For each of the samples within each treatment per time point, we subjected 5 μg of total RNA to one round of poly A selection on oligo(dT) Serabeads (Illumina mRNA-Seq Kits Cat no. RS-00-0801). The resultant mRNA was fragmented to an average size of 500 bp using divalent cations at 95°C for 5 min prepared following the manufacturer’s recommended protocol (Illumina mRNA-Seq Kits Cat no. RS-100-0801). First strand cDNA synthesis was carried out using Superscript III reverse transcriptase (Invitrogen) and 3 μg random hexamer primers (Illumina) per sample as per the manufactures’ instruction. Second strand cDNA synthesis and RNA-Seq samples were prepared according to the manufacturer’s recommended protocol (Illumina). The fragment size and concentration of resultant libraries were assessed on a Qubit Fluorometer (Invitrogen QuantRNA) and on a Bioanalyzer High Sensitivity Chip (Invitrogen QuantRNA). All libraries were sequenced on Hiseq2500 with 125 bp paired-end reads. The dataset has been deposited in the National Center for Biotechnology Information (NCBI; project accession number PRJNA 393467).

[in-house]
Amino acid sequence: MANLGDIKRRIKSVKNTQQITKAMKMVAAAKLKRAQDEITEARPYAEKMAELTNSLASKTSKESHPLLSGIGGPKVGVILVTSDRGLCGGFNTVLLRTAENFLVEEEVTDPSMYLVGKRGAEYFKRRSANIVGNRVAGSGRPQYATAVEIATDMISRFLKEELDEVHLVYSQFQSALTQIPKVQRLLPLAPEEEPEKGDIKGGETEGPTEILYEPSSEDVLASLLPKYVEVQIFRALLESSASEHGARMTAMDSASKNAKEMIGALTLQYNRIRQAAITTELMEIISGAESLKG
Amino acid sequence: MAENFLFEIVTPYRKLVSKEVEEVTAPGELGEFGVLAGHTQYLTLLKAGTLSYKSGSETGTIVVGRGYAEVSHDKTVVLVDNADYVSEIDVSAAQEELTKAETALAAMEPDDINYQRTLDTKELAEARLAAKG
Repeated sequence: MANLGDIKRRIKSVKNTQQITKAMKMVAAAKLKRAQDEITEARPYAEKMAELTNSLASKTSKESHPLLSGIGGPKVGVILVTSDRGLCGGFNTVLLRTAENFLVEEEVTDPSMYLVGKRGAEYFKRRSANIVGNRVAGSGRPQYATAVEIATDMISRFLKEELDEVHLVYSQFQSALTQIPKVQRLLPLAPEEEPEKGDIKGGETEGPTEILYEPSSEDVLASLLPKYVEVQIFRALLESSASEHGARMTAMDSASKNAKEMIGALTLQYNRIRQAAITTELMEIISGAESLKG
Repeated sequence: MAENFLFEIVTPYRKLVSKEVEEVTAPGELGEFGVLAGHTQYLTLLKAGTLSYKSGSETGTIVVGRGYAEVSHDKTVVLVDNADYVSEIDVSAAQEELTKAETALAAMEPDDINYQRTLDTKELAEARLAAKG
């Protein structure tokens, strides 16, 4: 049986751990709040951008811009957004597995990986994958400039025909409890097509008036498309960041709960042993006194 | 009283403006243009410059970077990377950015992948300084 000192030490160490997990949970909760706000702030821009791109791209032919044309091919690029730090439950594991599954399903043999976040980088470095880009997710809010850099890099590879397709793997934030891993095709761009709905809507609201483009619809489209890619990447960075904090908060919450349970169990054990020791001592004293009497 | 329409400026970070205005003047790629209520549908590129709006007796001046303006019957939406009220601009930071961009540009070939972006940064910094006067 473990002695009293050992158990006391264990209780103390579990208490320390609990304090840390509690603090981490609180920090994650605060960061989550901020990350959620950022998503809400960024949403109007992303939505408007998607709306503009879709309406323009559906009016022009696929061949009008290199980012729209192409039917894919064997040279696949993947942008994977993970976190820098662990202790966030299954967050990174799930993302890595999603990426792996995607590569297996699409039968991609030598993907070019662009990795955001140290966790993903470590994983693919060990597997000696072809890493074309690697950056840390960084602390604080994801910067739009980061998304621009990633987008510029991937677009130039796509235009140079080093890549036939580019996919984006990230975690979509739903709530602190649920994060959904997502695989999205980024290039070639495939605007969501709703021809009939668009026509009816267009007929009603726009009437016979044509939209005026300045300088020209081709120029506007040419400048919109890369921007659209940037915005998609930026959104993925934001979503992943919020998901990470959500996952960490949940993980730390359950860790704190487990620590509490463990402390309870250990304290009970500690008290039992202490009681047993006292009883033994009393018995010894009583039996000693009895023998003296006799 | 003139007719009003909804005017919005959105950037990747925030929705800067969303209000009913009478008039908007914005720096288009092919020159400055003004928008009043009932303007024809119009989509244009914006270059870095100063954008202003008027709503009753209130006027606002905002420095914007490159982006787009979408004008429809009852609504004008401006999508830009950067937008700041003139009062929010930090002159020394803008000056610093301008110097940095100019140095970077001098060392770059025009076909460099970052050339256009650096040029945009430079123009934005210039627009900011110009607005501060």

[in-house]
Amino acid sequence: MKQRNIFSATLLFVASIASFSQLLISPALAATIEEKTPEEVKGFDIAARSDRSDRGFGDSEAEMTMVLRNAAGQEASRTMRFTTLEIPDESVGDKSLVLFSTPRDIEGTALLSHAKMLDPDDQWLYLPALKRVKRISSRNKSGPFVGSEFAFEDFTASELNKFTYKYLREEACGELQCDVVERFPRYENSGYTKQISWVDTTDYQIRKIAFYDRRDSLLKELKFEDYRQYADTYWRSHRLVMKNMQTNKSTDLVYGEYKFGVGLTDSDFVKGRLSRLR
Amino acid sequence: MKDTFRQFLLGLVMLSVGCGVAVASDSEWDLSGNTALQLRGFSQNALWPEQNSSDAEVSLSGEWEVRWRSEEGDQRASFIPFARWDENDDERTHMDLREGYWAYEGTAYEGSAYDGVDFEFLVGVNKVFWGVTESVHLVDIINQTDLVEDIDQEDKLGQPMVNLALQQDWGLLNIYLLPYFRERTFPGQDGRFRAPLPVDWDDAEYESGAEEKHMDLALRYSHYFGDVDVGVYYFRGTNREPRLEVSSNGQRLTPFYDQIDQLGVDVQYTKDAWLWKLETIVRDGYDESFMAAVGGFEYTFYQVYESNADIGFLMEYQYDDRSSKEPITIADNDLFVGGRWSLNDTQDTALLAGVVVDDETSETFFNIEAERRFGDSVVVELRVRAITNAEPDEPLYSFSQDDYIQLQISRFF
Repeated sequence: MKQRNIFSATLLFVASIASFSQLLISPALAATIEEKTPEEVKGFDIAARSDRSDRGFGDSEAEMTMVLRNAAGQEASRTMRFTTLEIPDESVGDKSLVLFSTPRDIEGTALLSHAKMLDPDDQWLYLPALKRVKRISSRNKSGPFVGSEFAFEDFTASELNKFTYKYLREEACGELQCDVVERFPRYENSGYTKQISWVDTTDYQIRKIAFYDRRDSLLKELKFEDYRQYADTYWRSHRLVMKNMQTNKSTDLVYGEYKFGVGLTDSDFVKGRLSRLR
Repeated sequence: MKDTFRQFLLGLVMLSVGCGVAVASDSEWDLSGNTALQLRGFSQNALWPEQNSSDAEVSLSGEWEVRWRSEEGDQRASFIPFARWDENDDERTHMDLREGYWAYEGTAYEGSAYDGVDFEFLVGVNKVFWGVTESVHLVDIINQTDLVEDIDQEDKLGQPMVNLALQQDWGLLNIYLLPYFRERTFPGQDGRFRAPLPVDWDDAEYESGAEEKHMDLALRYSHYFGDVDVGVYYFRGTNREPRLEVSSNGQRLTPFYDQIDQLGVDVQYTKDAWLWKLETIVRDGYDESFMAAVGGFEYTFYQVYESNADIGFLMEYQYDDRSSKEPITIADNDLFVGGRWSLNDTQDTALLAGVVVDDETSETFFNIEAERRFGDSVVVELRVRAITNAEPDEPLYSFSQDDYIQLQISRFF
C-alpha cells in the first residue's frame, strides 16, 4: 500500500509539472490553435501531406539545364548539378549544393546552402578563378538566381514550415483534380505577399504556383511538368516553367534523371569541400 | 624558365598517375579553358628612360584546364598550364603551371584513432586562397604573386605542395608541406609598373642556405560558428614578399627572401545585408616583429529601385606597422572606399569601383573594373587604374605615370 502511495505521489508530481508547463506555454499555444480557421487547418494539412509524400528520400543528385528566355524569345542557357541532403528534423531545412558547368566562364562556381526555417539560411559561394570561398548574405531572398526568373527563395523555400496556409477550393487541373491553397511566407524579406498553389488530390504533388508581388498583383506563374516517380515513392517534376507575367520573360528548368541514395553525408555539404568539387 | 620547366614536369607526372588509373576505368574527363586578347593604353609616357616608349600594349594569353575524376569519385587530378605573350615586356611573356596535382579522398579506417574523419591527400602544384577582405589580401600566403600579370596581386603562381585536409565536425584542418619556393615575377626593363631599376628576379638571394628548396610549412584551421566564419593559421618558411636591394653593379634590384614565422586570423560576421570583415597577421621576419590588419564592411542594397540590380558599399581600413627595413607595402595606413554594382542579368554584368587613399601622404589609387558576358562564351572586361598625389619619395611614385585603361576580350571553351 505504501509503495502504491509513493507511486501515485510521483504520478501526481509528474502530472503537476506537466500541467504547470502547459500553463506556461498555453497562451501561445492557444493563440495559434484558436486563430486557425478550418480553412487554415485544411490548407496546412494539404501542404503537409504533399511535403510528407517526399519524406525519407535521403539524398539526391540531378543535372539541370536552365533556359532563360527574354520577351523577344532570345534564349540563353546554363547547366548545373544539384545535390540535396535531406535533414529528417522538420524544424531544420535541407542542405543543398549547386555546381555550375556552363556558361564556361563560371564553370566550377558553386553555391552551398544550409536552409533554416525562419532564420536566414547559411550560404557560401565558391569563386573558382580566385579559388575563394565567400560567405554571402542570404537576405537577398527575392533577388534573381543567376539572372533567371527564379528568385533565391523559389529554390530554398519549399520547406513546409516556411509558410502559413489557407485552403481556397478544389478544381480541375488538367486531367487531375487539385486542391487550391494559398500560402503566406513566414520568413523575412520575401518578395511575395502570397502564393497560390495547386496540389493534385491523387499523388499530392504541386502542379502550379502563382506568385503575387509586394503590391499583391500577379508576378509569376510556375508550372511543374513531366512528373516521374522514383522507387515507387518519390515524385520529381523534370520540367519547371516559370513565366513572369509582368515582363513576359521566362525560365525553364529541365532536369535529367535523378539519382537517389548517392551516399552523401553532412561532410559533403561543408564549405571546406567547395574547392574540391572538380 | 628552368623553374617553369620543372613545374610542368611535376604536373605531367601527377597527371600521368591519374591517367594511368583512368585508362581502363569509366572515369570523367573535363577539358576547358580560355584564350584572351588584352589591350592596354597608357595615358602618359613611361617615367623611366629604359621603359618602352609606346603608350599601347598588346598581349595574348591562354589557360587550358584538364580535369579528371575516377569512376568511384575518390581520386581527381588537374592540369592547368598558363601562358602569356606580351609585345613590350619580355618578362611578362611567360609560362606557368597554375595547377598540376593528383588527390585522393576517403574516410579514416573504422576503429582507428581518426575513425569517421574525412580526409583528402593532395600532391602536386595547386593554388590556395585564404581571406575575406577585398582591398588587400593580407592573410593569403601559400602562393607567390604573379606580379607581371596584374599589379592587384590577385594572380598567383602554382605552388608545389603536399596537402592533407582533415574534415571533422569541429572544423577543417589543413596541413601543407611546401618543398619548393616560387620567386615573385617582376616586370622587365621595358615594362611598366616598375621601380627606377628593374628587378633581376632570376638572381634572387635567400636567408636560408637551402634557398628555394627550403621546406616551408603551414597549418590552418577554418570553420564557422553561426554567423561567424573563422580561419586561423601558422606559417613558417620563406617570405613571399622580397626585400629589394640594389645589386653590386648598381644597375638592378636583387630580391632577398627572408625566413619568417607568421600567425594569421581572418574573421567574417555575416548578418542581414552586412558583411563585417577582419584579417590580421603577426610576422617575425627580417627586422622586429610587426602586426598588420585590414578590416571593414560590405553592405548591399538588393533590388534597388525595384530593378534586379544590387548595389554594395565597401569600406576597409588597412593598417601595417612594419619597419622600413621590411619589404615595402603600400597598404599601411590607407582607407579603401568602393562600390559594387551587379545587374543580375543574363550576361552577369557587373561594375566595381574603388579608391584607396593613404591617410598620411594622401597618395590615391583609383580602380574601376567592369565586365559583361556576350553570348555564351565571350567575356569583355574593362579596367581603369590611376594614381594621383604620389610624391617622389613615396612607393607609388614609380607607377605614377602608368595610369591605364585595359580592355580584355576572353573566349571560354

Differentially Expressed Genes
We retained reads determined by software NGS QC Toolkit (Patel and Jain, 2012). These reads were aligned to the B. napus draft genome using SOAP (Li et al., 2008) with default settings. Only reads that mapped only once to the genome were used in the analysis. The gene expression was normalized using the value of reads per kilobase per million reads (RPKM). A recently published Bioconductor package (Gentleman et al., 2004), edgeR (Robinson et al., 2010), was also used to measure gene differential expression between the two samples. The absolute value of |log2 FPKM ratio|≥ 1 (under the criterion of P-value ≤ 0.01 and FDR ≤ 0.001) was used as threshold to assess the significance of changes in gene expression.